Puzzle 28: Freestyle 17. Always the master of my domain.

Last week’s freestyle solution

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Word count: 71
Mean word length: 5.80

High mean word length for this puzzle, as you might notice. Of course, as with all of my 16×15 freestyles, the expanded size is due to the entry running across the middle. (It proved a little more unwieldy to clue than I had originally anticipated when jotting down the answer for my seed list.) The semi-compartmental nature of this grid, though, made for a slightly less painful construction for a 16×15 grid. It also allowed me to fit in two more entries from the seed list, which were 1-Across and 56-Across.

If you haven’t quite believed me now about my willingness to add cheaters, NOW do you believe me? I needed the two cheaters on the top and bottom row, but I added the third pair just because I like the “triangle” look as opposed to the “L”-shaped look.

My favorite thing that I learned from this puzzle is the tidbit at 41-Across… and it originally cost the company $35. (The student was later very generously compensated.)

As always, I’d like to know, folks… comment is welcome! Come say hello! What did you like? What could I do better? Who’s that casting devious stares in my direction? Don’t you think we should have a “Law and Order: Jaywalking Unit”? Did Jesus Christ stay fit by going to Pontius Pilates classes?

As always, share this link! Pass it around! New puzzle on Friday!

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Puzzle 27: Letter Banks. These banks will hold your interest.

Last Friday’s Anagram Crossword solution

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Will Shortz introduced an interesting concept at the 1980 convention of the National Puzzlers League. The “letter bank” is the set of letters that comprise a particular word. In the example I gave “inside”, TENNESSEE consists of only the letters T, E, N, and S, so the letter bank for TENNESSEE is the word TENS (or SENT, etc.). What this puzzle is all about is determining the original words given the letter bank word and the length of the original word.

It was very fun to come up with these examples for you to solve; it took quite a lot of mental gymnastics. As you may infer from this website, I am enthralled with the ways letters can interact with each other to make words, and the ways words can interact with each other and can be manipulated to make other words. I presume you are too, if you’re doing the puzzles on this website.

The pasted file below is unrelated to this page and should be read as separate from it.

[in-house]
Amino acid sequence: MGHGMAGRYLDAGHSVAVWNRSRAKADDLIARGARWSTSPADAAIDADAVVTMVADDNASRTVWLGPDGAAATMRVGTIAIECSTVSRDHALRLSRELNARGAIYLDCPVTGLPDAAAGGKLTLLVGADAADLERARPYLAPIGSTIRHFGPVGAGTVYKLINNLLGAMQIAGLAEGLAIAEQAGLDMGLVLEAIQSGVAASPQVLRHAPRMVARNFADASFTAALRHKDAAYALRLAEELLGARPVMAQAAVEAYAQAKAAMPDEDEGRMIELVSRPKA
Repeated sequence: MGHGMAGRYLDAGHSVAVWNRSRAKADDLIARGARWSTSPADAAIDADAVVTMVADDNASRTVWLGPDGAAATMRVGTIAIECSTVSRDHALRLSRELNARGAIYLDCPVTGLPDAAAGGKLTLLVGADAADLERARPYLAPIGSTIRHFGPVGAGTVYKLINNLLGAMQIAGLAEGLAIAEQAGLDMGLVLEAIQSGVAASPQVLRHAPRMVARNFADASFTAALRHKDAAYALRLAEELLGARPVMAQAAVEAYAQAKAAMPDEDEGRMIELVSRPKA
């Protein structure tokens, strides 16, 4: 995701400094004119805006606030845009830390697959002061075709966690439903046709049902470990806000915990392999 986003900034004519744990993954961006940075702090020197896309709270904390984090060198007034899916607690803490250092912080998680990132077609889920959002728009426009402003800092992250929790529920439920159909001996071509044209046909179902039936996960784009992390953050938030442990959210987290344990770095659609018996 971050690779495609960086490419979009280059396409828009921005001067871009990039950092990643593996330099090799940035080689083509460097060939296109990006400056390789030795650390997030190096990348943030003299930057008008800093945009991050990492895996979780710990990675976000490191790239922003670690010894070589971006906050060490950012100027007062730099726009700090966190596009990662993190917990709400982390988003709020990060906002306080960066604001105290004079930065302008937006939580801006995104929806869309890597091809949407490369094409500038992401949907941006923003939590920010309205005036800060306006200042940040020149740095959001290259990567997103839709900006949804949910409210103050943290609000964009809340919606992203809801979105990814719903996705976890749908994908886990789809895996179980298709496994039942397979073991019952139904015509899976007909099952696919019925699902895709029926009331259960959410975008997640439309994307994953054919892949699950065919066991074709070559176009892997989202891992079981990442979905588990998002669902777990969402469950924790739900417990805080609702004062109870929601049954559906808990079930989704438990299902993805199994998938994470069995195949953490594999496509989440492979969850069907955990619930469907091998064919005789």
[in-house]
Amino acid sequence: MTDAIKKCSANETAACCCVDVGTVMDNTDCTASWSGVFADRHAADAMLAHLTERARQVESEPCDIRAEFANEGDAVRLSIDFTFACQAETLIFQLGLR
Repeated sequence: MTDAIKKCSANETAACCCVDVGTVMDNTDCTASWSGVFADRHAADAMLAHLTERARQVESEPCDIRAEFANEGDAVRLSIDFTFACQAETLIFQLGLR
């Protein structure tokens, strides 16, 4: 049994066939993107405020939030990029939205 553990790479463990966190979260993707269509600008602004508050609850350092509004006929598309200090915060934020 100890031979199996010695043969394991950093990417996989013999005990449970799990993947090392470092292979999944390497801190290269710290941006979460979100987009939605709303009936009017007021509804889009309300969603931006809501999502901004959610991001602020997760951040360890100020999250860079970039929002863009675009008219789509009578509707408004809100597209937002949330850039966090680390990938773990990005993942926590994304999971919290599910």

I’ll be back with another crossword puzzle, of course, on Tuesday. The answer to  Freestyle Puzzle 15 will appear there too. But I hope this will tide you over until then.

As always, I’d like to know, folks… comment is welcome! Come say hello! Let me know how you did! What did you like? What could I do better? Why deny the obvious child? Where do nudists keep their handkerchiefs when they’re not using them? What is a picture of a thousand words worth?

As always, share this link! Pass it around!

Puzzle 26: Freestyle 16. Don’t hurt yourself!

Last week’s freestyle solution

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Get the PUZ here!

Word count: 72
Mean word length: 5.36

The inspiration for this one, oddly enough, came from an episode of an Anthony Bourdain show (I watch any show he does on TV, by the by). The episode took place in the city referred to in the clue for 8-Down, and the slogan was mentioned somewhere in the episode. I immediately started to construct this puzzle while still watching the show. That, 17-Across, and 68-Across were the seeds for this one. 37-Across came from a scroll through the database for a fifteen with that particular middle letter, so I can’t really call it a seed. A mini-seed, perhaps. You could call 11-Down and 24-Down mini-seeds as well.

Because I didn’t want to just let it go without discussion, you might notice a small dupe in the puzzle. After I put the fifteens and the other seeds in place to start, I started from the top left (feeling like that would be the place with the most potential constraints) and worked basically counterclockwise around the whole puzzle. When I got to the answer in question, I found that the best entry that fit the pattern had a short dupe with one of the answers already in the puzzle. However, I felt that the entry was too valuable not to put in the puzzle and it wasn’t worth tearing out the other entry. So I left both in there. (Hey, I don’t want to just not talk about it and pretend I didn’t see it.)